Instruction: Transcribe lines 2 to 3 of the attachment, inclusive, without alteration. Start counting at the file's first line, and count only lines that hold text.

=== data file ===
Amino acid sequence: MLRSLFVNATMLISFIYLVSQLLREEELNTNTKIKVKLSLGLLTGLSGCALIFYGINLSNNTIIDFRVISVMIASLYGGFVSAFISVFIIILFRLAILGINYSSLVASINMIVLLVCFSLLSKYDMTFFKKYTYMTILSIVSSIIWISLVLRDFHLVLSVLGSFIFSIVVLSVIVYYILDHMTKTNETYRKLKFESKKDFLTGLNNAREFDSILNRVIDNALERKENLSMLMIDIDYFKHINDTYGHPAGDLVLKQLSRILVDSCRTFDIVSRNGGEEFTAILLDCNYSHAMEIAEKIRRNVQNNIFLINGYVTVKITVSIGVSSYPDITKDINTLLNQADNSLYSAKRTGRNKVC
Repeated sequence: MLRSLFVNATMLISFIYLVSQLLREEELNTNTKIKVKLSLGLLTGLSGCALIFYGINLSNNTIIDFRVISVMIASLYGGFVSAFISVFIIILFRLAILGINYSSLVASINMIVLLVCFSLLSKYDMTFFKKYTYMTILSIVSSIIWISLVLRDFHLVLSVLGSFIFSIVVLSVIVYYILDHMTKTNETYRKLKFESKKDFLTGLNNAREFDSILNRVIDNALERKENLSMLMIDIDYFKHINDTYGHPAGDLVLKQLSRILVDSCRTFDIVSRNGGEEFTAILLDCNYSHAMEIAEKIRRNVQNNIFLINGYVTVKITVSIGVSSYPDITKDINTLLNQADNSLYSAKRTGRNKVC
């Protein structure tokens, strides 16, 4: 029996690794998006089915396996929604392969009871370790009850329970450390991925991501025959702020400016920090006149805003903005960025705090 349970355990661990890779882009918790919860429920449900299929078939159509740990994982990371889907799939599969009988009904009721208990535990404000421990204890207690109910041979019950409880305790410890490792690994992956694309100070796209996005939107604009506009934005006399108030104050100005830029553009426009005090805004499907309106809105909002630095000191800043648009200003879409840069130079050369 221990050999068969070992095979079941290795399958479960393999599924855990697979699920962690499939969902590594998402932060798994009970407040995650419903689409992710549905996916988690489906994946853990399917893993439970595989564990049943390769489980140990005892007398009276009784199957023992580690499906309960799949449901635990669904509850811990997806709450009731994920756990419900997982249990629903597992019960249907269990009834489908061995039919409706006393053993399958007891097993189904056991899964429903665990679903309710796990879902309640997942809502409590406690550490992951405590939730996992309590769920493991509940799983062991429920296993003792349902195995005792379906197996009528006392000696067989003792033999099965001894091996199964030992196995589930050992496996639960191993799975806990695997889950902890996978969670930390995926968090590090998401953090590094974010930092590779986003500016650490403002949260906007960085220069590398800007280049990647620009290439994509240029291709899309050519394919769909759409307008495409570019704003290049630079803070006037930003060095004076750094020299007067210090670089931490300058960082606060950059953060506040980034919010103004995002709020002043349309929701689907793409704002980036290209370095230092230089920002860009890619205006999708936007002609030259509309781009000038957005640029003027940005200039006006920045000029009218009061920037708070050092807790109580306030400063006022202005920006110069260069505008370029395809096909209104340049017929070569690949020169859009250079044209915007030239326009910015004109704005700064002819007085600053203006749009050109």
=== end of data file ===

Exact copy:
Repeated sequence: MLRSLFVNATMLISFIYLVSQLLREEELNTNTKIKVKLSLGLLTGLSGCALIFYGINLSNNTIIDFRVISVMIASLYGGFVSAFISVFIIILFRLAILGINYSSLVASINMIVLLVCFSLLSKYDMTFFKKYTYMTILSIVSSIIWISLVLRDFHLVLSVLGSFIFSIVVLSVIVYYILDHMTKTNETYRKLKFESKKDFLTGLNNAREFDSILNRVIDNALERKENLSMLMIDIDYFKHINDTYGHPAGDLVLKQLSRILVDSCRTFDIVSRNGGEEFTAILLDCNYSHAMEIAEKIRRNVQNNIFLINGYVTVKITVSIGVSSYPDITKDINTLLNQADNSLYSAKRTGRNKVC
């Protein structure tokens, strides 16, 4: 029996690794998006089915396996929604392969009871370790009850329970450390991925991501025959702020400016920090006149805003903005960025705090 349970355990661990890779882009918790919860429920449900299929078939159509740990994982990371889907799939599969009988009904009721208990535990404000421990204890207690109910041979019950409880305790410890490792690994992956694309100070796209996005939107604009506009934005006399108030104050100005830029553009426009005090805004499907309106809105909002630095000191800043648009200003879409840069130079050369 221990050999068969070992095979079941290795399958479960393999599924855990697979699920962690499939969902590594998402932060798994009970407040995650419903689409992710549905996916988690489906994946853990399917893993439970595989564990049943390769489980140990005892007398009276009784199957023992580690499906309960799949449901635990669904509850811990997806709450009731994920756990419900997982249990629903597992019960249907269990009834489908061995039919409706006393053993399958007891097993189904056991899964429903665990679903309710796990879902309640997942809502409590406690550490992951405590939730996992309590769920493991509940799983062991429920296993003792349902195995005792379906197996009528006392000696067989003792033999099965001894091996199964030992196995589930050992496996639960191993799975806990695997889950902890996978969670930390995926968090590090998401953090590094974010930092590779986003500016650490403002949260906007960085220069590398800007280049990647620009290439994509240029291709899309050519394919769909759409307008495409570019704003290049630079803070006037930003060095004076750094020299007067210090670089931490300058960082606060950059953060506040980034919010103004995002709020002043349309929701689907793409704002980036290209370095230092230089920002860009890619205006999708936007002609030259509309781009000038957005640029003027940005200039006006920045000029009218009061920037708070050092807790109580306030400063006022202005920006110069260069505008370029395809096909209104340049017929070569690949020169859009250079044209915007030239326009910015004109704005700064002819007085600053203006749009050109």